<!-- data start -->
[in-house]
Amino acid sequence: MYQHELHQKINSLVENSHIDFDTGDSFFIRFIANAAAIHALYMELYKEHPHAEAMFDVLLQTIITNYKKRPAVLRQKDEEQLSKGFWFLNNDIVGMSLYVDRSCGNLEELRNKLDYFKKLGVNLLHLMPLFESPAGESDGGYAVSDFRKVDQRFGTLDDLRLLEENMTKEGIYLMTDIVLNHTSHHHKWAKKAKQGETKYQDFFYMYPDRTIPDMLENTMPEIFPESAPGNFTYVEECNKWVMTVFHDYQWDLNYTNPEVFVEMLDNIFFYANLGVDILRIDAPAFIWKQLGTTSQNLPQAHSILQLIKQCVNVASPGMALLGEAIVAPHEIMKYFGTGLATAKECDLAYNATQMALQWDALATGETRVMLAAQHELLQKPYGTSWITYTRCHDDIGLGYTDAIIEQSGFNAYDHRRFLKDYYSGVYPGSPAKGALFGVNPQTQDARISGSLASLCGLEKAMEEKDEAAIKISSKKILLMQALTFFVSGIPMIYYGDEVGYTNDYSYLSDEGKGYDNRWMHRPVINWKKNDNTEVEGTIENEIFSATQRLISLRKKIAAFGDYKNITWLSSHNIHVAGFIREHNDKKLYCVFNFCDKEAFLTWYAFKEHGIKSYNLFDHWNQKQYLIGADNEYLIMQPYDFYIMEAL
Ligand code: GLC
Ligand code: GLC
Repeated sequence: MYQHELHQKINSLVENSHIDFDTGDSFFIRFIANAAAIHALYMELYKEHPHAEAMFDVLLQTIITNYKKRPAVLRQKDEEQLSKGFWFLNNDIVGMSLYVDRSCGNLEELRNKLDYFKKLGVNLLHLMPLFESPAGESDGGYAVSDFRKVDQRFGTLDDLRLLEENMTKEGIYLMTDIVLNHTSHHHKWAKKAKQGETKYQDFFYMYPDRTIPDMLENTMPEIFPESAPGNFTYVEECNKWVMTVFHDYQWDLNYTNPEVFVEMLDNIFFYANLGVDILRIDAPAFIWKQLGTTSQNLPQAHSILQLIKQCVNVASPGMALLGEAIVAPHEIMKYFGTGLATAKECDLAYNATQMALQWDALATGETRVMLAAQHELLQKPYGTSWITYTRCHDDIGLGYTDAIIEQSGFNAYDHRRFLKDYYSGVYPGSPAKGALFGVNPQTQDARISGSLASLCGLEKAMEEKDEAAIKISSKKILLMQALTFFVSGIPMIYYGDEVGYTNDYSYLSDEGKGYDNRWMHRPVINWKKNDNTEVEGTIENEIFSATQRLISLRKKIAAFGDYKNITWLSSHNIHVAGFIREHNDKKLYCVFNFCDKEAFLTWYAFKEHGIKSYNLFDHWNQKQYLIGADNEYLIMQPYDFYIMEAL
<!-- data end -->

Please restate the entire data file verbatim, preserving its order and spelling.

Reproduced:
[in-house]
Amino acid sequence: MYQHELHQKINSLVENSHIDFDTGDSFFIRFIANAAAIHALYMELYKEHPHAEAMFDVLLQTIITNYKKRPAVLRQKDEEQLSKGFWFLNNDIVGMSLYVDRSCGNLEELRNKLDYFKKLGVNLLHLMPLFESPAGESDGGYAVSDFRKVDQRFGTLDDLRLLEENMTKEGIYLMTDIVLNHTSHHHKWAKKAKQGETKYQDFFYMYPDRTIPDMLENTMPEIFPESAPGNFTYVEECNKWVMTVFHDYQWDLNYTNPEVFVEMLDNIFFYANLGVDILRIDAPAFIWKQLGTTSQNLPQAHSILQLIKQCVNVASPGMALLGEAIVAPHEIMKYFGTGLATAKECDLAYNATQMALQWDALATGETRVMLAAQHELLQKPYGTSWITYTRCHDDIGLGYTDAIIEQSGFNAYDHRRFLKDYYSGVYPGSPAKGALFGVNPQTQDARISGSLASLCGLEKAMEEKDEAAIKISSKKILLMQALTFFVSGIPMIYYGDEVGYTNDYSYLSDEGKGYDNRWMHRPVINWKKNDNTEVEGTIENEIFSATQRLISLRKKIAAFGDYKNITWLSSHNIHVAGFIREHNDKKLYCVFNFCDKEAFLTWYAFKEHGIKSYNLFDHWNQKQYLIGADNEYLIMQPYDFYIMEAL
Ligand code: GLC
Ligand code: GLC
Repeated sequence: MYQHELHQKINSLVENSHIDFDTGDSFFIRFIANAAAIHALYMELYKEHPHAEAMFDVLLQTIITNYKKRPAVLRQKDEEQLSKGFWFLNNDIVGMSLYVDRSCGNLEELRNKLDYFKKLGVNLLHLMPLFESPAGESDGGYAVSDFRKVDQRFGTLDDLRLLEENMTKEGIYLMTDIVLNHTSHHHKWAKKAKQGETKYQDFFYMYPDRTIPDMLENTMPEIFPESAPGNFTYVEECNKWVMTVFHDYQWDLNYTNPEVFVEMLDNIFFYANLGVDILRIDAPAFIWKQLGTTSQNLPQAHSILQLIKQCVNVASPGMALLGEAIVAPHEIMKYFGTGLATAKECDLAYNATQMALQWDALATGETRVMLAAQHELLQKPYGTSWITYTRCHDDIGLGYTDAIIEQSGFNAYDHRRFLKDYYSGVYPGSPAKGALFGVNPQTQDARISGSLASLCGLEKAMEEKDEAAIKISSKKILLMQALTFFVSGIPMIYYGDEVGYTNDYSYLSDEGKGYDNRWMHRPVINWKKNDNTEVEGTIENEIFSATQRLISLRKKIAAFGDYKNITWLSSHNIHVAGFIREHNDKKLYCVFNFCDKEAFLTWYAFKEHGIKSYNLFDHWNQKQYLIGADNEYLIMQPYDFYIMEAL